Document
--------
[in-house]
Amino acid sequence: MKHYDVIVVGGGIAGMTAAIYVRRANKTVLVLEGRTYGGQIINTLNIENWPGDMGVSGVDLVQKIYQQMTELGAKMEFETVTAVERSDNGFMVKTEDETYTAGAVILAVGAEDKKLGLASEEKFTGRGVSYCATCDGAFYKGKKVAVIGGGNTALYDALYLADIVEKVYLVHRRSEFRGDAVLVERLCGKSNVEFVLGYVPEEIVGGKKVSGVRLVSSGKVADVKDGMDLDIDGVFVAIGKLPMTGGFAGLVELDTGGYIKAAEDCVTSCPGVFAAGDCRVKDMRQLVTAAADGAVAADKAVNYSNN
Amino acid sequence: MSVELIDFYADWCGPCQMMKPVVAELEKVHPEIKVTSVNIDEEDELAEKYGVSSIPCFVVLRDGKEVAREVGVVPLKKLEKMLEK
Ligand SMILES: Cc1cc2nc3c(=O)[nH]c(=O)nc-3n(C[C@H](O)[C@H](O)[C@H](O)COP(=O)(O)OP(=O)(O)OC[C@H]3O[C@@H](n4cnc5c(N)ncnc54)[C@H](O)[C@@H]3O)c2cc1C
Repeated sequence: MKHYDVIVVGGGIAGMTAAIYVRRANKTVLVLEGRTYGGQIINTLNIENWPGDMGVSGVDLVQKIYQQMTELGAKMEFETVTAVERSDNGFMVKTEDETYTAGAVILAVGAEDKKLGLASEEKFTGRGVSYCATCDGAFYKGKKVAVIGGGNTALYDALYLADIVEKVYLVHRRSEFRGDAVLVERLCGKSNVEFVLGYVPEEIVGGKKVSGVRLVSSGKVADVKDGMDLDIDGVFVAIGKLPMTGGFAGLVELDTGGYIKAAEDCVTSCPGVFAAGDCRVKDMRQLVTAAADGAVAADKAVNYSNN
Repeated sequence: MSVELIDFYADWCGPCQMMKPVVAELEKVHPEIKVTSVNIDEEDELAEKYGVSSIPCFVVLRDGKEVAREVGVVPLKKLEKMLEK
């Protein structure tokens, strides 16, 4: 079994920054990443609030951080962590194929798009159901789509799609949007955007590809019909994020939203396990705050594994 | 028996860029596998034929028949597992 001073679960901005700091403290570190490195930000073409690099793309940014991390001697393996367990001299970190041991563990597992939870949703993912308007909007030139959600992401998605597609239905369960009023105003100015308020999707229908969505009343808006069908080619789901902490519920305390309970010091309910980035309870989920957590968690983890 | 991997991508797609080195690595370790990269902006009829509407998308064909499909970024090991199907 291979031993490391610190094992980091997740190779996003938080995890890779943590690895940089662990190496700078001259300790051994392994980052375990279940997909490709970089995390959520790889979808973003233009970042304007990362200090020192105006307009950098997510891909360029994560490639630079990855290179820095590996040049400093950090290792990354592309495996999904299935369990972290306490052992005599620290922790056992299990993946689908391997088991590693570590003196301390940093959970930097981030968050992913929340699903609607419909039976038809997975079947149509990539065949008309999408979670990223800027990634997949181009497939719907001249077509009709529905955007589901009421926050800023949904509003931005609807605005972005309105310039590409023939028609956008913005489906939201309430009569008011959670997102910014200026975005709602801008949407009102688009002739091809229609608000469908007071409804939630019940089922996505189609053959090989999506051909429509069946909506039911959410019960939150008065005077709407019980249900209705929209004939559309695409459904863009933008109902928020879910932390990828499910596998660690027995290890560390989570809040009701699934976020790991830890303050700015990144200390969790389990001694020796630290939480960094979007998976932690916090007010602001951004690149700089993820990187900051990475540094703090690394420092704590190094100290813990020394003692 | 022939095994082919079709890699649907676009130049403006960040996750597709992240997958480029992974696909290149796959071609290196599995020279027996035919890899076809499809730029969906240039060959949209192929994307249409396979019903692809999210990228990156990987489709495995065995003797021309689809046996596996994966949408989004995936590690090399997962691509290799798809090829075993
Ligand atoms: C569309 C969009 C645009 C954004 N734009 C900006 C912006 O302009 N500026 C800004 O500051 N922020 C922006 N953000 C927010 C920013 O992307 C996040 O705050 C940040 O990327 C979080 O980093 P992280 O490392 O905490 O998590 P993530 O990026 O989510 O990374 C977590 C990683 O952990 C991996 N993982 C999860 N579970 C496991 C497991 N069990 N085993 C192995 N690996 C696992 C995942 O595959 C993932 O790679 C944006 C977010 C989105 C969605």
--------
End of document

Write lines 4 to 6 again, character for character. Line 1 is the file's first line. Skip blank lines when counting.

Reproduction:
Ligand SMILES: Cc1cc2nc3c(=O)[nH]c(=O)nc-3n(C[C@H](O)[C@H](O)[C@H](O)COP(=O)(O)OP(=O)(O)OC[C@H]3O[C@@H](n4cnc5c(N)ncnc54)[C@H](O)[C@@H]3O)c2cc1C
Repeated sequence: MKHYDVIVVGGGIAGMTAAIYVRRANKTVLVLEGRTYGGQIINTLNIENWPGDMGVSGVDLVQKIYQQMTELGAKMEFETVTAVERSDNGFMVKTEDETYTAGAVILAVGAEDKKLGLASEEKFTGRGVSYCATCDGAFYKGKKVAVIGGGNTALYDALYLADIVEKVYLVHRRSEFRGDAVLVERLCGKSNVEFVLGYVPEEIVGGKKVSGVRLVSSGKVADVKDGMDLDIDGVFVAIGKLPMTGGFAGLVELDTGGYIKAAEDCVTSCPGVFAAGDCRVKDMRQLVTAAADGAVAADKAVNYSNN
Repeated sequence: MSVELIDFYADWCGPCQMMKPVVAELEKVHPEIKVTSVNIDEEDELAEKYGVSSIPCFVVLRDGKEVAREVGVVPLKKLEKMLEK